With more and more Hawaii residents getting vaccinated against COVID-19 each day, is it time to send students back to classrooms, lift restrictions on gatherings and businesses, and revise the state’s travel rules for those who have received the required two doses?
Lt. Gov. Josh Green thinks that time is close at hand.
In a memo Thursday to Gov. David Ige, the four county mayors and other leaders, Green set out a proposal for updating Hawaii’s COVID-19 policies as early as Feb. 15.
“As the State of Hawaii accelerates its COVID-19 vaccination distribution, it would be prudent to consider updates to the Safe Travels Hawai‘i pre-travel testing program and county restrictions on gatherings and business operations, as more Hawaii residents and visitors receive vaccinations,” Green said in his memo.
Preliminary data from the Department of Health shows 137,100 vaccinations administered statewide as of Thursday, up nearly 10,000 from the previous day’s total.
As vaccinations continue to ramp up, Green told the Honolulu Star-Advertiser on Friday he expects that in the next two weeks the total will rise to 250,000 inoculations. Combined with relatively low COVID case numbers and hospital capacity at its “best marks in several months,” this is the right time to “give people some assurance that we have a stable plan for the future, and that’s going to be important for how people plan for the rest of the year,” he said.
“Before long, I think many states and countries are going to begin to use vaccination status as a way to go through these pre-travel testing protocols, and so I figured we ought to take the bull by the horns and do it.”
The Department of Health on Friday reported 115 new infections and one coronavirus-related death, a woman in her 50s with underlying medical conditions. The state’s totals since the start of the pandemic are 407 fatalities and 25,656 cases.
The new cases include 75 on Oahu, 24 on Maui, five on Hawaii island and 11 residents diagnosed outside of Hawaii. Additionally, 83 patients with the virus were in Hawaii hospitals as of Thursday morning, with 20 in intensive care units and 16 on ventilators, according to DOH.
Green, an emergency room physician, noted that initial reports indicate the COVID vaccines offer “sterilization immunity,” meaning there’s little chance an immunized person will spread the virus to others.
“All of these things recommend themselves that once we do have travelers, whether interisland or from the mainland, that are vaccinated, we go down to almost zero risk that they will transmit any virus. … So if it’s not a risk, this is the time we should begin giving our state some hope and repairing our economy.”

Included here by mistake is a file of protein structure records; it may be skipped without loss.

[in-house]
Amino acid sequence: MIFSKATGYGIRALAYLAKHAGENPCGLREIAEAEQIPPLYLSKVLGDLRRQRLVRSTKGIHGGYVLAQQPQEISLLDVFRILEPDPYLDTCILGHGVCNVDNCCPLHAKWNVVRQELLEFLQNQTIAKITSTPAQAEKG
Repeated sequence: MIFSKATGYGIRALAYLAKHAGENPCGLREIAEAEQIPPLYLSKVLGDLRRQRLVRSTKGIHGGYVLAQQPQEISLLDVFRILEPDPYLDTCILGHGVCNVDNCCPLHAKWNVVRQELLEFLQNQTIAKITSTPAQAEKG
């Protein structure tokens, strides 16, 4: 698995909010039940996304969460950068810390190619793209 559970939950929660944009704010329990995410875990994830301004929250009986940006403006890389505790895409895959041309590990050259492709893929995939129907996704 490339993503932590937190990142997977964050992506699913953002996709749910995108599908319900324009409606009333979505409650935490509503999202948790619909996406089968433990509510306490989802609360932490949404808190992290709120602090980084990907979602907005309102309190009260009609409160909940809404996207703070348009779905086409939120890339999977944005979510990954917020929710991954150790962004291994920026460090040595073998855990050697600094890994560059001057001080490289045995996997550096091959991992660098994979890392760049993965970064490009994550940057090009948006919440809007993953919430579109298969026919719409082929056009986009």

He pointed out that travelers who aren’t vaccinated still will be able to come to Hawaii under the current Safe Travels pretesting and quarantine programs.
THE FIRST changes proposed in Green’s memo would be triggered once a majority of those in the Phase 1-B priority group established by the state have been vaccinated. Vaccinations are well underway for this group, which covers adults age 75 or older, first responders and “frontline essential workers.”
The proposed rule changes include:
>> Allowing intercounty travel without a pre-travel COVID test if individuals have completed the required vaccine doses, plus two weeks to allow for full immunity.
>> Resuming in-person instruction for the Department of Education.
>> Relaxing emergency rules to Tier 3 for all counties.
Tier 3 refers to a four-tier economic recovery plan implemented on Oahu by former Honolulu Mayor Kirk Caldwell that is based on rolling case averages and positivity rates. Honolulu is currently in the more restrictive Tier 2. Tier 3 allows for social gatherings of up to 10 people and for retail businesses to operate at full capacity.
If vaccinations continue on track, Green projects a start date for the changes of Feb. 15 to March 1.
Other rule updates would kick in when a majority of the Phase 1-C priority group is vaccinated. That group includes adults age 65 to 74; people age 16 to 64 with high-risk medical conditions or underlying conditions that increase the risk for severe COVID-19; and essential workers not recommended for vaccination in Phase 1-B.
Green proposes allowing travel from the mainland without a pre-arrival test if individuals have completed the required doses, plus two weeks to allow for full immunity. His projected implementation date is April 15 to May 1.